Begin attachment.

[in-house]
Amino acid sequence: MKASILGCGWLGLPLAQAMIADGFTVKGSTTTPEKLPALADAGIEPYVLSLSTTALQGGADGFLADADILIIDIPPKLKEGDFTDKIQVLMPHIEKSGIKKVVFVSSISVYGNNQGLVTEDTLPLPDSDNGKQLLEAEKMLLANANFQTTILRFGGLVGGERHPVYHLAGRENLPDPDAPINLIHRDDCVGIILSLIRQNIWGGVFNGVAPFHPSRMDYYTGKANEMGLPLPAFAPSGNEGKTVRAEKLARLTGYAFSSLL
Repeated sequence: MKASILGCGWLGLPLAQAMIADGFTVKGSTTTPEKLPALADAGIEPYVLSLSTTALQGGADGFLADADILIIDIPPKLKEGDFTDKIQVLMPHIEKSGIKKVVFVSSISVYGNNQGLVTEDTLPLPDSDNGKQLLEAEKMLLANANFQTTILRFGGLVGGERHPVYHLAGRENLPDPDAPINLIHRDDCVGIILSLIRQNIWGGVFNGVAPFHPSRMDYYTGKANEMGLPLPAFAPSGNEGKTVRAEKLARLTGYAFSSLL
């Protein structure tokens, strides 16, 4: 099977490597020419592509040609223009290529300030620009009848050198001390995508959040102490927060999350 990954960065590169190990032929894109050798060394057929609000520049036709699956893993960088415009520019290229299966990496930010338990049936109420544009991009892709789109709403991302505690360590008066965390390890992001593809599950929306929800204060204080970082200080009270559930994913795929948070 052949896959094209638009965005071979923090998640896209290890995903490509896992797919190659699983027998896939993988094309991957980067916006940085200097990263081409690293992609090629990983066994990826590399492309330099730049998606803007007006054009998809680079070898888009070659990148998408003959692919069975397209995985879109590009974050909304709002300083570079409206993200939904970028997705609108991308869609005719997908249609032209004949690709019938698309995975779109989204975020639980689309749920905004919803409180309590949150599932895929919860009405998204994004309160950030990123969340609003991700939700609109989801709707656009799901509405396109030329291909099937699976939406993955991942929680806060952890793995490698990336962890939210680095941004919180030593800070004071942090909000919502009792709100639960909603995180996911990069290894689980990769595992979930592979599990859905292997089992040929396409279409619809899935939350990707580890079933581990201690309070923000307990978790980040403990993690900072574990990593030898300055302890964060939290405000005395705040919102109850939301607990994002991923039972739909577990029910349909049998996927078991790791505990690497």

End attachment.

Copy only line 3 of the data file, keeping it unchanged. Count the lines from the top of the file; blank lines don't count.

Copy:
Repeated sequence: MKASILGCGWLGLPLAQAMIADGFTVKGSTTTPEKLPALADAGIEPYVLSLSTTALQGGADGFLADADILIIDIPPKLKEGDFTDKIQVLMPHIEKSGIKKVVFVSSISVYGNNQGLVTEDTLPLPDSDNGKQLLEAEKMLLANANFQTTILRFGGLVGGERHPVYHLAGRENLPDPDAPINLIHRDDCVGIILSLIRQNIWGGVFNGVAPFHPSRMDYYTGKANEMGLPLPAFAPSGNEGKTVRAEKLARLTGYAFSSLL